As the new year approaches, you might be thinking about some of the changes you want to make in 2024.
You wouldn’t be alone as, according to Finder, 58% of people made a new year resolution for 2023. While people often plan to make health changes such as exercising more or eating better, for instance, 27% of people planned to make a money resolution.
This could be a sensible idea because the new year is an excellent opportunity to review your financial plan and ensure you are in a strong position for the year ahead.
Read on to learn about five simple financial housekeeping jobs to help you prepare for the new year.
1. Review your goals
Your life goals are a crucial part of financial planning because your priorities now and in retirement may guide your decisions about pensions, savings, and investments. Typically, the purpose of your financial plan is to ensure that you have enough wealth to achieve your wider targets.
That’s why discussions about financial planning often start with a conversation about your aims in life. However, as our circumstances change, those goals may shift too.
For instance, the arrival of a new grandchild could mean that you want to spend less time travelling and more time with your family. You might also want to use more of your wealth to support loved ones.
As such, it may be beneficial to review your goals each year and consider whether your current financial plan is still suited to those ambitions.
Consider short-, medium-, and long-term goals and what your priorities in life are. It could also be useful to list some milestones you want to achieve this year. Paying off debts or reaching a specific savings target are both common examples of this.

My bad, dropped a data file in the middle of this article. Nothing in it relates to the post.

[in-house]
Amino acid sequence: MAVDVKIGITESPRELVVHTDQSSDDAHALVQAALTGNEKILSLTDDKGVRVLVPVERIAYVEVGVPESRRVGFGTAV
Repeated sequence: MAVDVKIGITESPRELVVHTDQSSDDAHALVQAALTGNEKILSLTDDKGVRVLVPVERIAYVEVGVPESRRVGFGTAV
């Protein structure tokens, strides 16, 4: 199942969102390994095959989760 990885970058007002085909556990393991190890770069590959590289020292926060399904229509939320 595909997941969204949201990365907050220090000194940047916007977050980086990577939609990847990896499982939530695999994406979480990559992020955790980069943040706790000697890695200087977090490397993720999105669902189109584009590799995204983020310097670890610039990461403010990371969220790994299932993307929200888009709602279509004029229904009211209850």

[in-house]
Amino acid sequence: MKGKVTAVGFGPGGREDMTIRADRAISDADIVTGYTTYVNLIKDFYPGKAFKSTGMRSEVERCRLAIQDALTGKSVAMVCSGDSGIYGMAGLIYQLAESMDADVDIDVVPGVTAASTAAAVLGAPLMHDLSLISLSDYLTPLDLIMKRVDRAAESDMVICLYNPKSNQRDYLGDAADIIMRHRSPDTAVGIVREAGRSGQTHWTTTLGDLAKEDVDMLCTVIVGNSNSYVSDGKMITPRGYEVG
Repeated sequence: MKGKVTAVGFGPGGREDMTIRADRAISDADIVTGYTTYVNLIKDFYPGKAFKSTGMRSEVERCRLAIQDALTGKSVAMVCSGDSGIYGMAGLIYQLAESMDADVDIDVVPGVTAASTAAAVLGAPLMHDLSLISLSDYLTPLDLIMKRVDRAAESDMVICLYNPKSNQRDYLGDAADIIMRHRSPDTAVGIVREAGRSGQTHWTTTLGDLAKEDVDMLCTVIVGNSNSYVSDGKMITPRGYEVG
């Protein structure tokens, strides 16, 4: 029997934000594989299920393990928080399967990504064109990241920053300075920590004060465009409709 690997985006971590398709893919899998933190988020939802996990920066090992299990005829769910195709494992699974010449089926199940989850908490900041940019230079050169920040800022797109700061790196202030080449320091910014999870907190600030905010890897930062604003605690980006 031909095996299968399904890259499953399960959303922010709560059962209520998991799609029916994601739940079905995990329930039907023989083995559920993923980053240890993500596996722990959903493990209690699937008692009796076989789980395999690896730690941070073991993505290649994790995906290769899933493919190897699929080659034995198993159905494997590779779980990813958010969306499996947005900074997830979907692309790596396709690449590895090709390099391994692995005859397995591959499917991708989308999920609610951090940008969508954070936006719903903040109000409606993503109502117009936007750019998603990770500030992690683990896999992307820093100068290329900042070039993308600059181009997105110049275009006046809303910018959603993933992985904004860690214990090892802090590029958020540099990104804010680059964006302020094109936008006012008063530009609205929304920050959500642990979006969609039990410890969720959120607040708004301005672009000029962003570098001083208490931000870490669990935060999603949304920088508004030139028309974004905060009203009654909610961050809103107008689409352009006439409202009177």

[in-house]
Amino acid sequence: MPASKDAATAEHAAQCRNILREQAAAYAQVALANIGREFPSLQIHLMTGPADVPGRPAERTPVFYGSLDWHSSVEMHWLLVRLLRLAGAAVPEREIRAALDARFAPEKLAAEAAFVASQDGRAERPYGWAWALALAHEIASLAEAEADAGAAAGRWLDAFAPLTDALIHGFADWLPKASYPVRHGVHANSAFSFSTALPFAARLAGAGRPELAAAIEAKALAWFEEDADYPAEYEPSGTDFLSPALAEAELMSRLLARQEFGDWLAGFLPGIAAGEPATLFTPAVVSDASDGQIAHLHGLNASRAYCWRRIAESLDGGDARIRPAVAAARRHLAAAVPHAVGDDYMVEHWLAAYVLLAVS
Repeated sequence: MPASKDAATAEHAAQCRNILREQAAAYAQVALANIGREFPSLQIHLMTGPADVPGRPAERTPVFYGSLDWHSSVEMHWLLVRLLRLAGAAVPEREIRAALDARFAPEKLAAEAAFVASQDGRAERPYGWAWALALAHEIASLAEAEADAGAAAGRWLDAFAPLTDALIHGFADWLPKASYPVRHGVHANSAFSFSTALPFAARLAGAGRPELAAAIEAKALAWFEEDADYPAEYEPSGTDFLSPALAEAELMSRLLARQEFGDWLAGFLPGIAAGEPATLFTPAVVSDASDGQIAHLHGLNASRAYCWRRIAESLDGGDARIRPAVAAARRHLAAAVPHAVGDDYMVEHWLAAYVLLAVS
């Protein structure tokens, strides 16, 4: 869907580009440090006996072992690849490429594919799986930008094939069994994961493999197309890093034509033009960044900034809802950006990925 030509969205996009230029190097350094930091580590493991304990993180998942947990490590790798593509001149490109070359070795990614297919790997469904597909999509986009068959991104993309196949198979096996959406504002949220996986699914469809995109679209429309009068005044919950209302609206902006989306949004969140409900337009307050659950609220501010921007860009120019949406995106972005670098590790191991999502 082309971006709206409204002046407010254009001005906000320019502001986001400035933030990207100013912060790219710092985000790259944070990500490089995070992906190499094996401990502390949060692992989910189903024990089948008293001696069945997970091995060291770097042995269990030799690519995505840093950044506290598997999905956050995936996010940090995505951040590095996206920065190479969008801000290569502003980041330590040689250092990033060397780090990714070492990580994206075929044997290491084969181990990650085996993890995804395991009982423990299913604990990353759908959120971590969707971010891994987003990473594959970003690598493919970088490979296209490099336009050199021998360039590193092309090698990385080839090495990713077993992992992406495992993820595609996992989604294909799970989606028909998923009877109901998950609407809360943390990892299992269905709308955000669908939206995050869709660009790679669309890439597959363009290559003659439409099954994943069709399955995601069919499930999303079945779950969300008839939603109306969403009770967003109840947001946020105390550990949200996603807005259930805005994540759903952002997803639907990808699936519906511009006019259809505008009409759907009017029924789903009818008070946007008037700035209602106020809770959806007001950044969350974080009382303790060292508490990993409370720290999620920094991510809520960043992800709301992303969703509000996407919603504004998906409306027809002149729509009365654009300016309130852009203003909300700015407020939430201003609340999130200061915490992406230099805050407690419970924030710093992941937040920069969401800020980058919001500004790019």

2. Revisit your household budget
Having a detailed budget is an effective way to manage your spending and make sure that you can contribute the necessary amount to savings and investments for the future.
However, if your priorities have changed, your current budget may no longer be suitable. Additionally, the cost of living crisis has put extra financial pressure on everybody, and it may be more difficult to contribute to savings or investments as a result.
Fortunately, reviewing your budget could help you find areas to cut back on or redirect funds to, so you can ensure that you are still able to work towards your long-term goals.
3. Organise your paperwork
Organising your affairs ahead of time could help your family avoid a stressful situation if you suddenly fall ill or pass away.
You likely have lots of paperwork relating to your pensions, protection, and estate planning, and your family will need to refer to this when organising your estate. You may also need to access this information if you want to make changes to your financial plan.
It makes life much easier for everybody if all that paperwork is organised and filed away, but many people fail to do this. That’s why taking the time to get all your paperwork in order and update certain documents is an important financial housekeeping task.